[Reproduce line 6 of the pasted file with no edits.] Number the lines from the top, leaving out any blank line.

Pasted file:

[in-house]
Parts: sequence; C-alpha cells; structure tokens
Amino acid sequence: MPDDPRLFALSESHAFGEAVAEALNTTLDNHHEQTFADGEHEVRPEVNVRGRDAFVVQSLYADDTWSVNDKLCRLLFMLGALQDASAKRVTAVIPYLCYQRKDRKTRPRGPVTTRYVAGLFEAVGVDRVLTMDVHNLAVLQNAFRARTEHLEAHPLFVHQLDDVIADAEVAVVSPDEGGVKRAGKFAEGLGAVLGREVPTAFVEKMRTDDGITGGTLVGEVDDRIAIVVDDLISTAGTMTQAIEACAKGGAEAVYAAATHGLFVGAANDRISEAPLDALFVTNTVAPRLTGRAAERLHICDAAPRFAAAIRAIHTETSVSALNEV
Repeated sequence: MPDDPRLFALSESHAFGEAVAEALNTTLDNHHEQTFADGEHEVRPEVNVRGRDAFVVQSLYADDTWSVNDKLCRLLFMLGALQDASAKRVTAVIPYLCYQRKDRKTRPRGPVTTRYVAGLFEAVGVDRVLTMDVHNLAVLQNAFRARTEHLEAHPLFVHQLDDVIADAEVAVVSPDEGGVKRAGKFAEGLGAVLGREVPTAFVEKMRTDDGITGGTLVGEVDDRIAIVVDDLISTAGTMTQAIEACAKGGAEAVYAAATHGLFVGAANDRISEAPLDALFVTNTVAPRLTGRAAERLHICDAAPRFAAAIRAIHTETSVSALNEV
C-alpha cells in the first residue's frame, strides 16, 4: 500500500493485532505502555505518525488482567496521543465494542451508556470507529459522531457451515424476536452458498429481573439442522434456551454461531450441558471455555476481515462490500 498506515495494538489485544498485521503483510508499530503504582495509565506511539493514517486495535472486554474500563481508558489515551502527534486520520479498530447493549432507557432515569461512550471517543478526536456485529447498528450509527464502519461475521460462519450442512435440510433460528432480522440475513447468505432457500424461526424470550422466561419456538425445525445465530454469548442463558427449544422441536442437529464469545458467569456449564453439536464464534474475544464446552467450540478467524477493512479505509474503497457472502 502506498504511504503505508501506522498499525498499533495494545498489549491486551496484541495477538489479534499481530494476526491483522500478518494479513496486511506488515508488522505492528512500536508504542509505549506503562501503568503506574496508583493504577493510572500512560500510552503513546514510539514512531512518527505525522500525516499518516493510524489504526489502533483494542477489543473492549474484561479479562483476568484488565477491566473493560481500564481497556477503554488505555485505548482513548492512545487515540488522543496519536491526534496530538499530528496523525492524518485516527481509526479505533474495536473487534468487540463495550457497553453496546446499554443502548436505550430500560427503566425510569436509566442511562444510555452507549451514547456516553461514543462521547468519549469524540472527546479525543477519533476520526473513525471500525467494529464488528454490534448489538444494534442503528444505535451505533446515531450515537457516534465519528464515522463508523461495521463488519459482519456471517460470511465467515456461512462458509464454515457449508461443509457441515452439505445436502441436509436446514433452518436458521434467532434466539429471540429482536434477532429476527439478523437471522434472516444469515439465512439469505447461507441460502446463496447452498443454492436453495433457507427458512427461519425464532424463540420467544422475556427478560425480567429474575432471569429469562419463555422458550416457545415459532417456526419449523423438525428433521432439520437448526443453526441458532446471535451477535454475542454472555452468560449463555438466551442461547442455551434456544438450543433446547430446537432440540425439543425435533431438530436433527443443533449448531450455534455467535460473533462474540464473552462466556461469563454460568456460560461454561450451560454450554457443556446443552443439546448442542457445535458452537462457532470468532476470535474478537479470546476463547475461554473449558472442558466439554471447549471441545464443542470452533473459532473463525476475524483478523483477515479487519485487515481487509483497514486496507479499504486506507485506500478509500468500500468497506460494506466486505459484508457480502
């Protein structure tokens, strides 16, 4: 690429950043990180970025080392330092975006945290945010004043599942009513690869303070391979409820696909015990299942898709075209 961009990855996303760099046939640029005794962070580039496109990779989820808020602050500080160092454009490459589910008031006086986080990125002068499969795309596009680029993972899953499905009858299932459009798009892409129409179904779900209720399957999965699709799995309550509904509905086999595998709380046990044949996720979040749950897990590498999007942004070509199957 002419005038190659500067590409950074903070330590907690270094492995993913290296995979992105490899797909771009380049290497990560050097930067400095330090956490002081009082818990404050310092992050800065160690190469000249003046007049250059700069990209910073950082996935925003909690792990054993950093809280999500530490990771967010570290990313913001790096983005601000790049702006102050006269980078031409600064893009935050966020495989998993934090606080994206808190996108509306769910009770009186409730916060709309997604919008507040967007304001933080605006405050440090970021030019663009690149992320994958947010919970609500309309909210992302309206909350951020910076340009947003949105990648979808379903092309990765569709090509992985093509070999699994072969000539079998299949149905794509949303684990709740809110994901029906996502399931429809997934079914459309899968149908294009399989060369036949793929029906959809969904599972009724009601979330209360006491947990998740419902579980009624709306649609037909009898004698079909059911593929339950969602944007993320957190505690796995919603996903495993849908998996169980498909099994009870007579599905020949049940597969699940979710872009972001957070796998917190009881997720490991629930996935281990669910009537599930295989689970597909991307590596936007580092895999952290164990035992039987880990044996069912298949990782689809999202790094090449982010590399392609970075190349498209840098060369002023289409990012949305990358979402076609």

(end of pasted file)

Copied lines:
């Protein structure tokens, strides 16, 4: 690429950043990180970025080392330092975006945290945010004043599942009513690869303070391979409820696909015990299942898709075209 961009990855996303760099046939640029005794962070580039496109990779989820808020602050500080160092454009490459589910008031006086986080990125002068499969795309596009680029993972899953499905009858299932459009798009892409129409179904779900209720399957999965699709799995309550509904509905086999595998709380046990044949996720979040749950897990590498999007942004070509199957 002419005038190659500067590409950074903070330590907690270094492995993913290296995979992105490899797909771009380049290497990560050097930067400095330090956490002081009082818990404050310092992050800065160690190469000249003046007049250059700069990209910073950082996935925003909690792990054993950093809280999500530490990771967010570290990313913001790096983005601000790049702006102050006269980078031409600064893009935050966020495989998993934090606080994206808190996108509306769910009770009186409730916060709309997604919008507040967007304001933080605006405050440090970021030019663009690149992320994958947010919970609500309309909210992302309206909350951020910076340009947003949105990648979808379903092309990765569709090509992985093509070999699994072969000539079998299949149905794509949303684990709740809110994901029906996502399931429809997934079914459309899968149908294009399989060369036949793929029906959809969904599972009724009601979330209360006491947990998740419902579980009624709306649609037909009898004698079909059911593929339950969602944007993320957190505690796995919603996903495993849908998996169980498909099994009870007579599905020949049940597969699940979710872009972001957070796998917190009881997720490991629930996935281990669910009537599930295989689970597909991307590596936007580092895999952290164990035992039987880990044996069912298949990782689809999202790094090449982010590399392609970075190349498209840098060369002023289409990012949305990358979402076609």